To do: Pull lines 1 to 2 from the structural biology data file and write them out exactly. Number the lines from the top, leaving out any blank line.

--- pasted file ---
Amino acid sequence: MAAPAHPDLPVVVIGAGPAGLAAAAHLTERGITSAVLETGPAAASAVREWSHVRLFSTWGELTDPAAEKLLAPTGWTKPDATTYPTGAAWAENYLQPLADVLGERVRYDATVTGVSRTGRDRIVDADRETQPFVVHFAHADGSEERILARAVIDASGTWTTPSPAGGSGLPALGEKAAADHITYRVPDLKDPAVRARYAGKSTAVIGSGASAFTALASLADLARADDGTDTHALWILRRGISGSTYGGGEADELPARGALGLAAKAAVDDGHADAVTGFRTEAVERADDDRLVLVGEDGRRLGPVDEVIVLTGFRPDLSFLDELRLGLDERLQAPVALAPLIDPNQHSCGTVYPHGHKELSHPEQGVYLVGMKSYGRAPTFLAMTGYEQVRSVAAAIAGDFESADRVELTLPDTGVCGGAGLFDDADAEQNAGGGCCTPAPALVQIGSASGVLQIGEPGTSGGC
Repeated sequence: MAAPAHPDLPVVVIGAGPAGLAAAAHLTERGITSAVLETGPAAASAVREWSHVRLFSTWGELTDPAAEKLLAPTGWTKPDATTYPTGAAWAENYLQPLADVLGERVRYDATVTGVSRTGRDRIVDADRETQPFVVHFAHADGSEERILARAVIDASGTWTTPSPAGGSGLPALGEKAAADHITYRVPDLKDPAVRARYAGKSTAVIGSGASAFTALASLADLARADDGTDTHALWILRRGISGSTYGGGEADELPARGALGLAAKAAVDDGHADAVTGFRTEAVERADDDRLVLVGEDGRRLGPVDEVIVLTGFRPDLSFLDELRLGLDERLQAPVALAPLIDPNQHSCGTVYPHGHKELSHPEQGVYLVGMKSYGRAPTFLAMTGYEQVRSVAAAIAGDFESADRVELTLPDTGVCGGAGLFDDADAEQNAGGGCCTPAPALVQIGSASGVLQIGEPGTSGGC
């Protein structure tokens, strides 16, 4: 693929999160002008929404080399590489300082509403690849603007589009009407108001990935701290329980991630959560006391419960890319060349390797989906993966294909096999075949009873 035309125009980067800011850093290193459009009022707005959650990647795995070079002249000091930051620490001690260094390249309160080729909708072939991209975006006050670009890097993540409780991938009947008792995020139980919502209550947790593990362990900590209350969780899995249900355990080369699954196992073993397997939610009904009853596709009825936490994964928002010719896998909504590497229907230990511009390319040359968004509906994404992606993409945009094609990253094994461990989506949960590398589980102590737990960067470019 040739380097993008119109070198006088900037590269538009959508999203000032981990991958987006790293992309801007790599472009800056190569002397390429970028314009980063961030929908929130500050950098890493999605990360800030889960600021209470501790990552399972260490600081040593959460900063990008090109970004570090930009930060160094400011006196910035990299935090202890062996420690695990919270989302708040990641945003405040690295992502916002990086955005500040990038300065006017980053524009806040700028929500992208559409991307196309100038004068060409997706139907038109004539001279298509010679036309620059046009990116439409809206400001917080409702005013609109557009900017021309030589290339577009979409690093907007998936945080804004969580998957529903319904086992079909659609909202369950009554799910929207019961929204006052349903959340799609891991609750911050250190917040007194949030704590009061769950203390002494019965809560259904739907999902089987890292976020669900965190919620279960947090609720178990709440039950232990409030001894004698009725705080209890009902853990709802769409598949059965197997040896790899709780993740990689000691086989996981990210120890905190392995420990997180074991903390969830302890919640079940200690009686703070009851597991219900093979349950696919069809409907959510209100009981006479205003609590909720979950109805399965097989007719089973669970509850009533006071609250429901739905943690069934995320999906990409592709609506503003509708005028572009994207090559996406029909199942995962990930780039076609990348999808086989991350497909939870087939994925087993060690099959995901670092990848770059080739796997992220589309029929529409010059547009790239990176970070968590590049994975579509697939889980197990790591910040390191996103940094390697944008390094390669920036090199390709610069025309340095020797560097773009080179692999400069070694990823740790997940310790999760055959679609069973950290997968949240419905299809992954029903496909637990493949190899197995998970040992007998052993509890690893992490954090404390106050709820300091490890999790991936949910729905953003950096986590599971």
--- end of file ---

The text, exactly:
Amino acid sequence: MAAPAHPDLPVVVIGAGPAGLAAAAHLTERGITSAVLETGPAAASAVREWSHVRLFSTWGELTDPAAEKLLAPTGWTKPDATTYPTGAAWAENYLQPLADVLGERVRYDATVTGVSRTGRDRIVDADRETQPFVVHFAHADGSEERILARAVIDASGTWTTPSPAGGSGLPALGEKAAADHITYRVPDLKDPAVRARYAGKSTAVIGSGASAFTALASLADLARADDGTDTHALWILRRGISGSTYGGGEADELPARGALGLAAKAAVDDGHADAVTGFRTEAVERADDDRLVLVGEDGRRLGPVDEVIVLTGFRPDLSFLDELRLGLDERLQAPVALAPLIDPNQHSCGTVYPHGHKELSHPEQGVYLVGMKSYGRAPTFLAMTGYEQVRSVAAAIAGDFESADRVELTLPDTGVCGGAGLFDDADAEQNAGGGCCTPAPALVQIGSASGVLQIGEPGTSGGC
Repeated sequence: MAAPAHPDLPVVVIGAGPAGLAAAAHLTERGITSAVLETGPAAASAVREWSHVRLFSTWGELTDPAAEKLLAPTGWTKPDATTYPTGAAWAENYLQPLADVLGERVRYDATVTGVSRTGRDRIVDADRETQPFVVHFAHADGSEERILARAVIDASGTWTTPSPAGGSGLPALGEKAAADHITYRVPDLKDPAVRARYAGKSTAVIGSGASAFTALASLADLARADDGTDTHALWILRRGISGSTYGGGEADELPARGALGLAAKAAVDDGHADAVTGFRTEAVERADDDRLVLVGEDGRRLGPVDEVIVLTGFRPDLSFLDELRLGLDERLQAPVALAPLIDPNQHSCGTVYPHGHKELSHPEQGVYLVGMKSYGRAPTFLAMTGYEQVRSVAAAIAGDFESADRVELTLPDTGVCGGAGLFDDADAEQNAGGGCCTPAPALVQIGSASGVLQIGEPGTSGGC